On May 15, 2019, Alabama Gov. Kay Ivey signed into law one of the most restrictive anti-abortion bills in the U.S. The law banned all abortions in Alabama regardless of reason and with no exceptions. The Alabama law was part of a national right-wing campaign to challenge the Supreme Court’s 1973 Roe v. Wade decision legalizing abortion. (See “Policing the womb in Alabama,” WW, July 9, 2019.)
Exactly one year later, on May 15, the Yellowhammer Fund — an abortion fund organization based in Alabama — purchased the West Alabama Women’s Center in Tuscaloosa in order to keep the right to abortion available to women and gender-nonconforming people in the state. The center is one of only three abortion clinics still open in Alabama and the only one in west Alabama (in occupied Choctaw and Creek/Muscogee land).
The Alabama abortion ban was quickly struck down by the courts. In the meantime a tremendous flood of donations poured into the Yellowhammer Fund from pro-reproductive-justice activists around the U.S. Over $100,000 was raised in a single day, and more than $2 million in the first two weeks after the abortion ban became law. (al.com, July 3, 2019)
Amanda Reyes, executive director of Yellowhammer, said of the surge of support: “[The Alabama law] really pissed people off. I think they responded because … they see that there is an additional way that they can do this work and be involved in this fight against fascism or far-right politics that we are experiencing in the United States.”
However, according to Yellowhammer Fund’s May 15 announcement, “[Money] isn’t enough. At this point in time, access to a legal abortion requires access to a person to ‘perform’ it — whether that be a procedure done via vacuum aspiration, or simply handing over a few pills that the government won’t allow patients to obtain themselves. Which is why the only way we can be certain abortion will remain in reach for everyone in the state is to make this next logical step: Yes, Yellowhammer Fund has purchased an abortion clinic!”
This is the first time that a U.S. abortion fund has bought a clinic that performs abortions, and could mark a shift in national strategies on how to provide access to reproductive health care. Since 1976, when the U.S. Congress passed the Hyde Amendment, the use of federal dollars for abortion coverage has been essentially banned to anyone insured by Medicaid — the majority poor people and people of color. This means abortion is available only to those who can afford it, rather than to all as a fundamental right.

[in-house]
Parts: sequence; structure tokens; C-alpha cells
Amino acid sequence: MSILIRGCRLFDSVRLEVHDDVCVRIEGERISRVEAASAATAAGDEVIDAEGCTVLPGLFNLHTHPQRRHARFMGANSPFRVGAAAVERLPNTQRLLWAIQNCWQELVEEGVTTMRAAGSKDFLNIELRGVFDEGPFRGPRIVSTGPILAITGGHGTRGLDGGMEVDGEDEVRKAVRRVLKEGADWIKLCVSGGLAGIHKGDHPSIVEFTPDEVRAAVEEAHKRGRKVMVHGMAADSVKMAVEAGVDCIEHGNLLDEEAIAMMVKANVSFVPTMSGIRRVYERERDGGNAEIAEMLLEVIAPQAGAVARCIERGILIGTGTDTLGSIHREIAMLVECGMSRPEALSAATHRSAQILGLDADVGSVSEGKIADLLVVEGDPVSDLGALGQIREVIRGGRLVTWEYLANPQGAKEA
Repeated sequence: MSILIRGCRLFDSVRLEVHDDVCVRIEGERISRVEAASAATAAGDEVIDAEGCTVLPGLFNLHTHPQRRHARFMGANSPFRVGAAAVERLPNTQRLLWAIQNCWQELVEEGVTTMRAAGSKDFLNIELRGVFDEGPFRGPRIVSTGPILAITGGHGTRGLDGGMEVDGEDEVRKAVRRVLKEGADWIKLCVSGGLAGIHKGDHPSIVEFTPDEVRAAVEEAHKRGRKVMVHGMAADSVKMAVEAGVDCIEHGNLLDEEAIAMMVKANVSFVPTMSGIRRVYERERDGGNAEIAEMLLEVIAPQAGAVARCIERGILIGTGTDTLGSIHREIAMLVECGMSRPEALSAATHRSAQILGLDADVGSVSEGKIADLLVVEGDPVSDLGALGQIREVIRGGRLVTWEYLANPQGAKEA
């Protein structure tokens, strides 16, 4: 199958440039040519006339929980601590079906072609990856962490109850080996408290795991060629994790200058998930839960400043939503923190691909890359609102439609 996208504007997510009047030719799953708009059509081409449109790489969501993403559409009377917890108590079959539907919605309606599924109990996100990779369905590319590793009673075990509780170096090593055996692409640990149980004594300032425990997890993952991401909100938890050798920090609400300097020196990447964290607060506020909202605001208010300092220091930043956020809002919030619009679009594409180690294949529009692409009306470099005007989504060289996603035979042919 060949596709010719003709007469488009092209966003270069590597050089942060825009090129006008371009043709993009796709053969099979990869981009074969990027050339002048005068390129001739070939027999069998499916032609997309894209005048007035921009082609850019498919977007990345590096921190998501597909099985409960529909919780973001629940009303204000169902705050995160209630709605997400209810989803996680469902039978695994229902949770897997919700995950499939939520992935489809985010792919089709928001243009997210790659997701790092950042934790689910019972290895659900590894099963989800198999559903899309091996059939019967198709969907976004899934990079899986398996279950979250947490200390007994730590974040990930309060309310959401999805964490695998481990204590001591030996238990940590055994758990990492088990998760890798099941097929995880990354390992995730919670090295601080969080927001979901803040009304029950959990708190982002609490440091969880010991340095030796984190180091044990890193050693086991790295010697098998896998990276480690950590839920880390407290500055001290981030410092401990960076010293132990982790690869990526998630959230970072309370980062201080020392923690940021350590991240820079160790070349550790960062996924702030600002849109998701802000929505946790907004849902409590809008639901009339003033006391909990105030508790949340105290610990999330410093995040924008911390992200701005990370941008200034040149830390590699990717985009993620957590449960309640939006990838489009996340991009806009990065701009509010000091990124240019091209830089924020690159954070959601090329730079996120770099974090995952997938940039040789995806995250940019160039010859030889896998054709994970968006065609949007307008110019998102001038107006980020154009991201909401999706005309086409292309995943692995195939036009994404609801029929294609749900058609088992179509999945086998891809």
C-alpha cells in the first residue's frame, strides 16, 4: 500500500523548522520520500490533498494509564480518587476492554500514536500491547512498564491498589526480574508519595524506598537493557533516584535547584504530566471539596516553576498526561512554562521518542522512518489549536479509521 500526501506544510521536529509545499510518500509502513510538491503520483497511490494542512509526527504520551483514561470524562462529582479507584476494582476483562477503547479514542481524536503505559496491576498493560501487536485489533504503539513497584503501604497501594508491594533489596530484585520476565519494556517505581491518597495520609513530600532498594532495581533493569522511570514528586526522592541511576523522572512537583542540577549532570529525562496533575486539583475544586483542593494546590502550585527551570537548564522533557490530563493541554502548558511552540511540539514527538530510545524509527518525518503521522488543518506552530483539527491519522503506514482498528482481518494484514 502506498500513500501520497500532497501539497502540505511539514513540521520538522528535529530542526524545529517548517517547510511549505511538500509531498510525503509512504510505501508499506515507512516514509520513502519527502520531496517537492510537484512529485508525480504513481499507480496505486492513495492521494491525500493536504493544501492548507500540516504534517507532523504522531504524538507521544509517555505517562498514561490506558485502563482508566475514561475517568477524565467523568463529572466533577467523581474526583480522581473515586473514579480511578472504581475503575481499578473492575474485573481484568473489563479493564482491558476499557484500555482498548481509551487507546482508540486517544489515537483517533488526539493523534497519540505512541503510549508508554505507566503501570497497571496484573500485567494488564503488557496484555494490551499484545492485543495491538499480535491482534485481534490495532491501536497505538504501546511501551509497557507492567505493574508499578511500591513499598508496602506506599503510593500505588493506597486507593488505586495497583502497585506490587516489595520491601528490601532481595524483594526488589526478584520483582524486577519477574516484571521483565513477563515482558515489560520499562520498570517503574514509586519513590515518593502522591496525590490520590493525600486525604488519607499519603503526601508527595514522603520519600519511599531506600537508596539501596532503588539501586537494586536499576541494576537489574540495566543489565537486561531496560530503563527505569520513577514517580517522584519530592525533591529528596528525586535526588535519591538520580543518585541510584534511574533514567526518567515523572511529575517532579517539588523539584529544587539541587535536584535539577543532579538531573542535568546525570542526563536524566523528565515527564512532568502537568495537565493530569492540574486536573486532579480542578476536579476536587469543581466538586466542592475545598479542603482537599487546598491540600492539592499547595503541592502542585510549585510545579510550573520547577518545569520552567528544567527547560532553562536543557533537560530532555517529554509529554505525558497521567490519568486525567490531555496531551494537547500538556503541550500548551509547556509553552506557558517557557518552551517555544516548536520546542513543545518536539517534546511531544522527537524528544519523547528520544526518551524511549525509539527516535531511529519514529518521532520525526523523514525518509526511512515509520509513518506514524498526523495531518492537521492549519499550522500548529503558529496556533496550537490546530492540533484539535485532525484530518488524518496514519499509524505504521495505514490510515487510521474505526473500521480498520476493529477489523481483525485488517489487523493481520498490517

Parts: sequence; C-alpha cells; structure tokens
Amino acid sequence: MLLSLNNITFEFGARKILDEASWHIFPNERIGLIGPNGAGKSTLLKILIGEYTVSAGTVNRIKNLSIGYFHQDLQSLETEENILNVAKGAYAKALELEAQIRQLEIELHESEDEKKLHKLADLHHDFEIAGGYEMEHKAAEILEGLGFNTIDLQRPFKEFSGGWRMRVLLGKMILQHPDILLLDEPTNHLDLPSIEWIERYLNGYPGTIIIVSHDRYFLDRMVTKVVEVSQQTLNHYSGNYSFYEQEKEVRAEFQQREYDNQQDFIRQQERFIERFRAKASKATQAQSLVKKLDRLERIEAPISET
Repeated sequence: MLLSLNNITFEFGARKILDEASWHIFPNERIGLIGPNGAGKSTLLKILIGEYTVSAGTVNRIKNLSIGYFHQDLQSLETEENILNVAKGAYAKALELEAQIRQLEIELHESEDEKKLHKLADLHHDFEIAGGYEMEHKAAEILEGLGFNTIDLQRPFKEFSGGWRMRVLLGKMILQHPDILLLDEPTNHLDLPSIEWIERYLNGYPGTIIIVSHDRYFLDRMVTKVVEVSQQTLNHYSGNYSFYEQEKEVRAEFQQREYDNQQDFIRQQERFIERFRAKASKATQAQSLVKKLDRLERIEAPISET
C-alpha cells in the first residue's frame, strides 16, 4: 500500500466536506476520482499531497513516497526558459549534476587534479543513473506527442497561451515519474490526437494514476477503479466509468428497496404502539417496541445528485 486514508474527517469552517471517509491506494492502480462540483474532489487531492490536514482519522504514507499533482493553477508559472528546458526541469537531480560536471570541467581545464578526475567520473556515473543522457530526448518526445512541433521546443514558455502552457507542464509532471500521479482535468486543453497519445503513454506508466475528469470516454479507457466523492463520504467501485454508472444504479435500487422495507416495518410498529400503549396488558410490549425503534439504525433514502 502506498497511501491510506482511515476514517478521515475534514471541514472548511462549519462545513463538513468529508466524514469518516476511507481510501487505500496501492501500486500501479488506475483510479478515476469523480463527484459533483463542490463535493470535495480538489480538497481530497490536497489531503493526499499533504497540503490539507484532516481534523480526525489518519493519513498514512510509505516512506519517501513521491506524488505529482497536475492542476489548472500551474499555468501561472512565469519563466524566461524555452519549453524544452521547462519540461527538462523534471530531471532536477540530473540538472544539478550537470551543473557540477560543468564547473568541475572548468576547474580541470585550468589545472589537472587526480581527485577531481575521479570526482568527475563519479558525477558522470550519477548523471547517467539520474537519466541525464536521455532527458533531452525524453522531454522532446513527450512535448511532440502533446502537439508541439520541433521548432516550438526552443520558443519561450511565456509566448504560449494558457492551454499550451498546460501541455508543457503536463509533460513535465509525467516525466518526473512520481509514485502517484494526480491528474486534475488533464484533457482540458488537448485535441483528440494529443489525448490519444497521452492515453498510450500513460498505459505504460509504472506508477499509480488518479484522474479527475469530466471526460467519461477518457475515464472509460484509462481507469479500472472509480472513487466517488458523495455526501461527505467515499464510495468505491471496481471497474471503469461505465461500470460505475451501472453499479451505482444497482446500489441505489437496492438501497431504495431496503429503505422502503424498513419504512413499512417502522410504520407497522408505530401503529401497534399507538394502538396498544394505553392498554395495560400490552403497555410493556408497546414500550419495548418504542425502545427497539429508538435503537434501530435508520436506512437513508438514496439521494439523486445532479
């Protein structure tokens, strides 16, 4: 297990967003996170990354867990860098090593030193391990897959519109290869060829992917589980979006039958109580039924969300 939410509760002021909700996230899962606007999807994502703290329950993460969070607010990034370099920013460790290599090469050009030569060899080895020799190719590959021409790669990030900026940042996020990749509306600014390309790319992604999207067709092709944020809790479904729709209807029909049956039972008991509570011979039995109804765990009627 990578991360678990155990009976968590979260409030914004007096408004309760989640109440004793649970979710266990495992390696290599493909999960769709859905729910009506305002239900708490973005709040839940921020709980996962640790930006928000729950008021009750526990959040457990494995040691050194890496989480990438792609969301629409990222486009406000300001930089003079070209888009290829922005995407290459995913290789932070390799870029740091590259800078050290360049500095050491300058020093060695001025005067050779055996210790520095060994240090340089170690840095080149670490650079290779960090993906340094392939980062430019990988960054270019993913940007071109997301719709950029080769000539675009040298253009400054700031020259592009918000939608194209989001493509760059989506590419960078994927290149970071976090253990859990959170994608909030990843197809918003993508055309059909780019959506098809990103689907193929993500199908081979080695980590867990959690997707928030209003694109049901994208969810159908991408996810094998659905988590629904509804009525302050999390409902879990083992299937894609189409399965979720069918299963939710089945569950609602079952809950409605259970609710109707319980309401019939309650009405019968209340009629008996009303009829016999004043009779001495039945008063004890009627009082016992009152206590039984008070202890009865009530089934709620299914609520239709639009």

As a member of the National Network of Abortion Funds, Yellowhammer was founded to provide financial support to low-income women seeking to exercise their reproductive rights. Fund volunteers commented in an interview with NNAF, “As residents of the rural South, we understand the social and structural barriers faced by people attempting to access abortion care in our region. Escorting patients from their cars to clinic doors is incredibly necessary, but we knew our patients needed more.” (abortionfunds.org/welcome-yellowhammer)
Defining itself as “an abortion fund and reproductive justice organization serving Alabama and the Deep South,” Yellowhammer states: “We envision a society in which reproductive decisions are made free from coercion, shame or state interference, a society in which individuals and communities have autonomy in making healthy choices regarding their bodies and their futures. We commit ourselves to community education and empowerment, policy advocacy, and the development of systems of mutual aid to ensure that our friends, families and neighbors never go without the things they need.” (yellowhammerfund.org)
The Yellowhammer Fund provided support for 313 abortions in 2018 alone — and that was without its own clinic. With the new space at the West Alabama Women’s Center, safer, accessible abortions will be available for Alabama residents and others travelling from elsewhere in the Southeast. Additional services will be offered like contraception and trans-friendly care, including hormone replacement therapy for transgender people.
Cole (they/them), who grew up in Birmingham, Ala., is president of Strive (Socialist Trans Initiative), a Florida transgender advocacy organization, and a member of the WWP Pensacola branch. Minnie Bruce Pratt contributed to this article.